Edward Snowden, the 29-year-old man who leaked classified information about a large NSA surveillance program, is unlike other known "leakers."
Snowden claimed credit for the leaks simultaneous with their publication, thrusting him into an international spotlight and drawing attention from the United States government.
President Barack Obama explained Snowden is under criminal investigation, but refused to discuss details during an interview with Charlie Rose on PBS that aired Monday evening.
"I'm not going to comment on prosecutions. The case has been referred to the (Department of Justice) for criminal investigation and possible extradition. I will leave it up to them to answer those questions," Obama said.
Obama has been consistent in saying he wants to start a national conversation about data privacy — a conversation occurring among many Americans already.
"We have to make decisions about how much classified information and how much covert activity we are willing to tolerate as a society," Obama said.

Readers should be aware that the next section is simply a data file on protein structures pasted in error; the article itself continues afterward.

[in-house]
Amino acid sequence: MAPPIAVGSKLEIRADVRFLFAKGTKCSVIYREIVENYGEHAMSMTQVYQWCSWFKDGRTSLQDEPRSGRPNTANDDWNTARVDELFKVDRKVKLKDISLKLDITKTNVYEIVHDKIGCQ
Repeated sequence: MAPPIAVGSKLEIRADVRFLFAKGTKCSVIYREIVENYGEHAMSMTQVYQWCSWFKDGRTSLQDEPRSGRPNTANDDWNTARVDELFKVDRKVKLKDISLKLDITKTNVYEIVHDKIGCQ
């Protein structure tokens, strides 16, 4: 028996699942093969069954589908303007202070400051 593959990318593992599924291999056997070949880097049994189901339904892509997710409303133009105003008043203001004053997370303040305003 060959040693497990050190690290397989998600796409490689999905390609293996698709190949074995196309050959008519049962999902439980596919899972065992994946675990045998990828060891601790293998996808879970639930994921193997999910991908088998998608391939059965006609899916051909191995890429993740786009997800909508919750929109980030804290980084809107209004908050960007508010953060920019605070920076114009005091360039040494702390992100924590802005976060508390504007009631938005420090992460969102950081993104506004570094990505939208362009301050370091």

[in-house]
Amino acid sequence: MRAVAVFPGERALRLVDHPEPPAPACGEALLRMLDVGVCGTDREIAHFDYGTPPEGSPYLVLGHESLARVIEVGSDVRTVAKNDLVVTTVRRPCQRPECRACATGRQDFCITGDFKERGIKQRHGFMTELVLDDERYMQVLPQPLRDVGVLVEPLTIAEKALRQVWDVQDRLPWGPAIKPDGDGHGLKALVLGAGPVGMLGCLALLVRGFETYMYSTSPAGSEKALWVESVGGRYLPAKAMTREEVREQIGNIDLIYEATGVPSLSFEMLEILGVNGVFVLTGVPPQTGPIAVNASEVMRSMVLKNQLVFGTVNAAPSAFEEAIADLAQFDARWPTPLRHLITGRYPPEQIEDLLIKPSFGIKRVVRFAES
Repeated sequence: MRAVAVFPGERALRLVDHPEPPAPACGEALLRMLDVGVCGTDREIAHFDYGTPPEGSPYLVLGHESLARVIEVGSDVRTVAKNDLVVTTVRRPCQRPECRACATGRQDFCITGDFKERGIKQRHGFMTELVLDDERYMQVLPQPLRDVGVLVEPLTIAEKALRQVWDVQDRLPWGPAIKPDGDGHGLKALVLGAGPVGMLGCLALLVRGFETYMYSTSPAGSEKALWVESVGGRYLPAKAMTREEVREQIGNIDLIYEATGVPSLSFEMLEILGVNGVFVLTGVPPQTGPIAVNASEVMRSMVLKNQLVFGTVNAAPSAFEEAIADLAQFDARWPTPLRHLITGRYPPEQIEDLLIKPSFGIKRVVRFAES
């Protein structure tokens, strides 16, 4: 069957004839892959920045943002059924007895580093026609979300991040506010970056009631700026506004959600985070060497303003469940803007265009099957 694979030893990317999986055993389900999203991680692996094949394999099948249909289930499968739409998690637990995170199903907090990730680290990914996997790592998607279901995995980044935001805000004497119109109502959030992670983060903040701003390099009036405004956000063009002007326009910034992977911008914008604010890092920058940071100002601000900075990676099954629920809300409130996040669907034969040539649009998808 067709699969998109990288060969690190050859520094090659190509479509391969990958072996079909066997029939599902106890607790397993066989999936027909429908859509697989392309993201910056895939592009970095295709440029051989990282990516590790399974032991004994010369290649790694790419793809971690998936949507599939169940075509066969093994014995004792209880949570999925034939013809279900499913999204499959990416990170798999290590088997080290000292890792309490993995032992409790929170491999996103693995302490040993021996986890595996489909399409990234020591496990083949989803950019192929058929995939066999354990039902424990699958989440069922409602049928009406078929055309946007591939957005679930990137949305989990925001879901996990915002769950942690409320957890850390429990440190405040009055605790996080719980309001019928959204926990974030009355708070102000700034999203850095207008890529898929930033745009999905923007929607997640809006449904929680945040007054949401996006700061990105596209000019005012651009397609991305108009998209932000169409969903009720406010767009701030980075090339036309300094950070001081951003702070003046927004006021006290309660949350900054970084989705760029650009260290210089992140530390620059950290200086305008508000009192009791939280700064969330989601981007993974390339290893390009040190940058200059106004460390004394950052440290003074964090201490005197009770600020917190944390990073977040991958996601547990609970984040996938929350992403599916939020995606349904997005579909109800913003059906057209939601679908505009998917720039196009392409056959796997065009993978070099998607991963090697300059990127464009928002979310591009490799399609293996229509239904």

He also defended the surveillance programs citing what he considers to be a proper level of checks and balances given the oversight by a special federal court and Congress. The government also is planning to release additional declassified information about the data-tracking programs.
"Frankly, if people are making judgements based off these slides that have been leaked they are not getting the whole story," Obama said.
Many Republican leaders, including former Vice President Dick Cheney, have said they view Snowden as a criminal.
"I think he's a traitor ... and I think it's one of the worst occasions in my memory of somebody with access to classified information doing enormous damage to the national security interest of the United States," he said.
Meanwhile, Snowden took questions from Guardian readers in a live chat Monday. He responded to Cheney's statements saying "being called a traitor by Dick Cheney is the highest honor you can give an American."
Snowden also explained his choice to flee to Hong Kong.
“There was a distinct possibility I would be interdicted en route, so I had to travel with no advance booking to a country with the cultural and legal framework to allow me to work without being immediately detained. Hong Kong provided that,” he said.
Snowden's extradition could be complicated.Extradition is a generally complicated process, one that does not happen overnight and could take months or even years, said Ashley Deeks, a University of Virginia law professor and former State Department adviser on matters of extradition.
As opposed to a murder or narcotics suspect, Snowden has vocal supporters. The issue itself has become politicized.